4. They can also lead to loan re-pricing (this is actually not just subjected to foreign currency loans but applies to all debt). Re-pricing because of market movements can lead to margin calls, and margin calls mean additional cash or collateral to support the loan facility with the financial institution from which you borrowed from. As we saw in the case study, this can have some serious effect if the foreign currency loan is not managed properly.

Foreign currency loan risk management

Risk TypeImpact Mitigation Measure
Translation Risk•Risk comes from currency conversion •Financial Reporting and accounts•Report income and assets in the same currency as the loan to prevent currency mismatches •Recognize the increase/decrease in loan value via exchange rate losses or gains in your accounts
Transaction  Risk•Affects loan contract •Impacts outstanding loan repayments •Short term impact          •Convert the loan to local currency •Change earnings to foreign loan currency via exports if possible
Economic Risk•Changes in the value of foreign currency or interest rates affects future payments •Long term impact•Hedge against currency and interest rate changes using derivatives, options and futures contracts to protect transactions

There are three types of foreign currency risk:

  1. Translation Risk; this is a risk that comes about from currency conversions and has an impact on your financial reporting and accounting. A good way to mitigate against this risk is to report your income and assets in the same currency as the loan to avoid currency mismatches. You could also recognize the increase and decrease in loan value via exchange rate losses or gains in your account.
  2. Transaction Risk: this is a risk that can affect your loan contract and have an impact on your outstanding loan repayments. One way to mitigate this risk is to convert your loan to local currency if it makes good business sense and is feasible. Another way to mitigate this risk is to change your business model to include foreign currency earnings so that you are able to pay your foreign currency loan in the same currency. 

This is something that would be very interesting to see right now with local businesses especially with the African free trade agreement being enacted,  and Zambia signing and becoming a member of it. There are very good benefits that will come out of this because it provides local businesses with new markets and opportunities to expand your business into new areas.

  • Economic Risk: this comes about in the change of foreign currency or interest rates and it affects future repayments especially on a long term basis. A risk mitigation you could put in place is to hedge against currency and interest rate changes by using derivatives; financial instruments used by financial markets to protect the value of future transactions in the near future, you could use options, futures and other types of contracts in order to protect your business. This is a common instrument used by commodity trading companies, as well as equity trading companies that you see in most places.

Debt Management Strategy

Now that you have decided to get a foreign currency loan, it is important to have some kind of plan in place to be able to manage the situation if things were to go a different direction.

 Listed below are some of the things you can do to try and manage the situation:

  1. Try and restructure the loan that you have in place; loan restructuring means you get to change the interest rates, the tenure or the repayment profile. You could also just go ahead and refinance the loan in its entirety.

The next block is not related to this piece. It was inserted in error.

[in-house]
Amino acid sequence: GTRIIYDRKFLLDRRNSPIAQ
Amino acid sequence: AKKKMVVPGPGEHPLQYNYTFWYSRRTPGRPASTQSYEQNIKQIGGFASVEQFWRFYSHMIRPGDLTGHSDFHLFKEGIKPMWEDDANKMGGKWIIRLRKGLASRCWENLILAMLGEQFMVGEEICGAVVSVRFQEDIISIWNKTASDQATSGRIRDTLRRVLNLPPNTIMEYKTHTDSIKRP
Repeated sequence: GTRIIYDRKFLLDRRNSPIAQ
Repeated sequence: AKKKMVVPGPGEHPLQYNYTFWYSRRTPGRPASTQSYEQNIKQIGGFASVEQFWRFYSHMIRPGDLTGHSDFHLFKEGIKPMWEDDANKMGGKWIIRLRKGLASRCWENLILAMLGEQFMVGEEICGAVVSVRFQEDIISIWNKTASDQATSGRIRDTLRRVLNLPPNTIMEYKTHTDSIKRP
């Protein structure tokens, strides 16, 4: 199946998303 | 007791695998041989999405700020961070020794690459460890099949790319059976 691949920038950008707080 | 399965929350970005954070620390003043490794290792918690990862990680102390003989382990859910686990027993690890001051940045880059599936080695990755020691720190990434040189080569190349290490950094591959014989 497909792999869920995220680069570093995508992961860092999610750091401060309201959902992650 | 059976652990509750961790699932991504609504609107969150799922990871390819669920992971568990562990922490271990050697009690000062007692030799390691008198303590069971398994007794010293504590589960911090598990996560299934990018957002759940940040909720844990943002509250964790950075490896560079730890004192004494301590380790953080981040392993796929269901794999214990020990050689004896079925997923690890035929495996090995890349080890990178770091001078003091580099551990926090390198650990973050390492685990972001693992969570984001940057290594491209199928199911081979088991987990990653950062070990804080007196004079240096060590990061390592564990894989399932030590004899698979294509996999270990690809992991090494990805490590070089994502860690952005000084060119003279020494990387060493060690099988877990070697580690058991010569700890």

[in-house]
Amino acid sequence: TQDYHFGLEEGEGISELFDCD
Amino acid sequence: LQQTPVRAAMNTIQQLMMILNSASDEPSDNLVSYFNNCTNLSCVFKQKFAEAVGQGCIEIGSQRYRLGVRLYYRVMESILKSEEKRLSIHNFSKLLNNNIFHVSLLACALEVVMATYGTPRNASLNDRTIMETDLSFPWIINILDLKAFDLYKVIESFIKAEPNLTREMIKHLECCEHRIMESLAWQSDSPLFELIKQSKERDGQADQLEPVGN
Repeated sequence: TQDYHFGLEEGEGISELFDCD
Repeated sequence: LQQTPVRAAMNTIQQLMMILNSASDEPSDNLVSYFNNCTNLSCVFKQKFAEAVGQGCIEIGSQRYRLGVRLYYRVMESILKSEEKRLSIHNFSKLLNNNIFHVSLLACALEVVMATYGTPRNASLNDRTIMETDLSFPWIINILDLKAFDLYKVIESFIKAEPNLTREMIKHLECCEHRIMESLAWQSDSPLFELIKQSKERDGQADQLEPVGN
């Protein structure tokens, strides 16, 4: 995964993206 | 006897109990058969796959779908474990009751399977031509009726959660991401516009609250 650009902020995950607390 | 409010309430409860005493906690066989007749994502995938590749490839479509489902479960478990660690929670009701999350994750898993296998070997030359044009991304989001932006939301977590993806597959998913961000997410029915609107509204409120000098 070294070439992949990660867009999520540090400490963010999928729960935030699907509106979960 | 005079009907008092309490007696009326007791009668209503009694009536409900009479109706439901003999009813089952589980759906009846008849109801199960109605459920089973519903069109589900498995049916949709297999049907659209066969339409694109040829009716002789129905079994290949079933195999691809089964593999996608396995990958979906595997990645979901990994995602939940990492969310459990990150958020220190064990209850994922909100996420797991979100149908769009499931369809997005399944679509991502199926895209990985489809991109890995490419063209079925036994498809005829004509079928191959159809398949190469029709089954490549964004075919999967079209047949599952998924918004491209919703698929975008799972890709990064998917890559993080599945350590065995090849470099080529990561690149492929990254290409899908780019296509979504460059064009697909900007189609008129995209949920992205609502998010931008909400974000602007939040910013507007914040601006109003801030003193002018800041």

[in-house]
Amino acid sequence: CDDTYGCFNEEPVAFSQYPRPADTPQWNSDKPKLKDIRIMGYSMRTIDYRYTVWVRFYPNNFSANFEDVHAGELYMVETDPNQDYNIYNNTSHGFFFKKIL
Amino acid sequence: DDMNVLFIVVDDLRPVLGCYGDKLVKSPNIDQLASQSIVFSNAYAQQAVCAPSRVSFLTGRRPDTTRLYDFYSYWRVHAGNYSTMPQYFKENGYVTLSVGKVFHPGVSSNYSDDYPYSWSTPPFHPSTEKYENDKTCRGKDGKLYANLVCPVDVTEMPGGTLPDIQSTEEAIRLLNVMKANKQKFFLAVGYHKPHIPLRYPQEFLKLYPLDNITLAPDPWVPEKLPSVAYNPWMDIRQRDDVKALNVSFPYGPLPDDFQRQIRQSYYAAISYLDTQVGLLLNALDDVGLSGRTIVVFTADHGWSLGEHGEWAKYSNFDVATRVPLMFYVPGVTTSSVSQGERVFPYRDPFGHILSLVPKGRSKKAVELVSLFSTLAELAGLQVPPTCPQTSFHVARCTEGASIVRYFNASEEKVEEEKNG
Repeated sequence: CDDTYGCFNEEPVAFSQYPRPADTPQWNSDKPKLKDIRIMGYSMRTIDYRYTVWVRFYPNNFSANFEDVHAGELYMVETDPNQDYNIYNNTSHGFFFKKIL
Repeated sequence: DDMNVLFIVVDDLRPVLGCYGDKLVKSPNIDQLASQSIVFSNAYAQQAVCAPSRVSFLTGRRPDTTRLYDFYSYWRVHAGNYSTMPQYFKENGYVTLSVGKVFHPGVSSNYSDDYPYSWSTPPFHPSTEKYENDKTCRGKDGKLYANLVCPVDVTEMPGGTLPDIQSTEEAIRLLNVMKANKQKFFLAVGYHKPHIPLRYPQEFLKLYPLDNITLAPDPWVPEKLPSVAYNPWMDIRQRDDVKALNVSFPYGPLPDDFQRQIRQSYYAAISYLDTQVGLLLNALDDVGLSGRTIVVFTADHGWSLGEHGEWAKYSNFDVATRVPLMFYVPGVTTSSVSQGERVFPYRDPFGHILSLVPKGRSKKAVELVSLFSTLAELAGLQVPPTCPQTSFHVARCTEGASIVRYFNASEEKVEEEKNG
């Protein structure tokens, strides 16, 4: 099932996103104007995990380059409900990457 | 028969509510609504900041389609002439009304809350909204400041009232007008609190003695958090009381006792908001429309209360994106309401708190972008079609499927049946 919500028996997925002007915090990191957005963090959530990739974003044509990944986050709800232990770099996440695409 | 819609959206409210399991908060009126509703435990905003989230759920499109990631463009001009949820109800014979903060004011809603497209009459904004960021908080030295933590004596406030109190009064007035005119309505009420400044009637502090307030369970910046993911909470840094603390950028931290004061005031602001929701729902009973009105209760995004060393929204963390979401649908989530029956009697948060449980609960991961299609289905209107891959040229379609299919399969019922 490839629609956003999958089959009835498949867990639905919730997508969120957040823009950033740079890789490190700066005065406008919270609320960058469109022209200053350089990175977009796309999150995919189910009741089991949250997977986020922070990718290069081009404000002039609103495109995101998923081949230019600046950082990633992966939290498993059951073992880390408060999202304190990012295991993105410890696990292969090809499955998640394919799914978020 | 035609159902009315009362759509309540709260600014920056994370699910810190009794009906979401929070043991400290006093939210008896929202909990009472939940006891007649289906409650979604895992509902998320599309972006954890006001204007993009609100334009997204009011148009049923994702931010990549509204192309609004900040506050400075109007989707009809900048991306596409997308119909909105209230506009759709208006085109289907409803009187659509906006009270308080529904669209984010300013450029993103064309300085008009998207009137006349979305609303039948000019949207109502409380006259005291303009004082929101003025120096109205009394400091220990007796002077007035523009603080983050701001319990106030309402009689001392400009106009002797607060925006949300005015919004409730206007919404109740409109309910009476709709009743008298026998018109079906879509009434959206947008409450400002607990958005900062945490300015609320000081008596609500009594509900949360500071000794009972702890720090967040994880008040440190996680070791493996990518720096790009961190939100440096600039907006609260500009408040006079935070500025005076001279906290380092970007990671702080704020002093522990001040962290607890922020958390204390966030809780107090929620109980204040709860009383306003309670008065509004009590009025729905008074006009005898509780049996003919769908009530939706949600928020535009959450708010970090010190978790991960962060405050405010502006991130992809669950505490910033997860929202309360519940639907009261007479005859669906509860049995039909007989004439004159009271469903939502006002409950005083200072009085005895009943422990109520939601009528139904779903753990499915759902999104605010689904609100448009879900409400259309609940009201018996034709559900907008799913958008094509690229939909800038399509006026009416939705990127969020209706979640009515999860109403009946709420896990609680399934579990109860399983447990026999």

2. Convert your foreign currency loan to a local currency loan and revalue the loan to maintain debt sustainability. If the debt is still unsustainable you might want to reconstruct your balance sheet. Reconstructing the balance sheet might involve changing the capital structure of the business and also considering increasing your share of equity through shareholder equity contributions or seeking strategic partnerships from an investor that can capitalize your business.
  3. Another way as eluded to earlier is to consider pivoting your business model to include exports that will allow for foreign exchange earnings in the currency of the loan. Just make sure that the timing of payment is in line with the timing of the loan repayment profile that you choose to get.

And if all fails, well, you have no choice but to sell your business to a company that is looking to acquire something in line with yours, but if that does not work out too then it just means that you have to liquidate your business and possibly shut it down.

Key Takeaways

There are many factors to consider when borrowing in foreign currency. I believe that the interest rates that you get in foreign currency are definitely better than what you will get in local currency. It is just a matter of timing and putting the right risk mitigation measures in place to make sure that you manage your loans or exposure in the right way. Consider weighing pros and cons before borrowing in foreign currency i.e. choose the right currency at the best interest rate and at the right time. I say this because it makes sense to have a trade finance facility for example in Euros if you are going to be exporting to the euro Dan, if you’re going to be doing a dollar denominated transaction, borrow in that currency and so on and so forth.

Foreign currency loans also tend to have cheaper interest rates as seen in earlier graph but can easily be negated by a movement in exchange rates related to local currency.

The good thing to remember is currency mismatches can occur but revenues are not recorded in the currency of the loan and if possible you can change your business model into an export oriented business in order to allow earnings in the currency of the loan.

You might also want to consider the risk mitigation measures and hedging solutions required to manage exposure of foreign currency changes. Make sure you have the debt management strategies in place and use them as a right guide to take when it comes to controlling the outcome of being exposed to changes in foreign currency.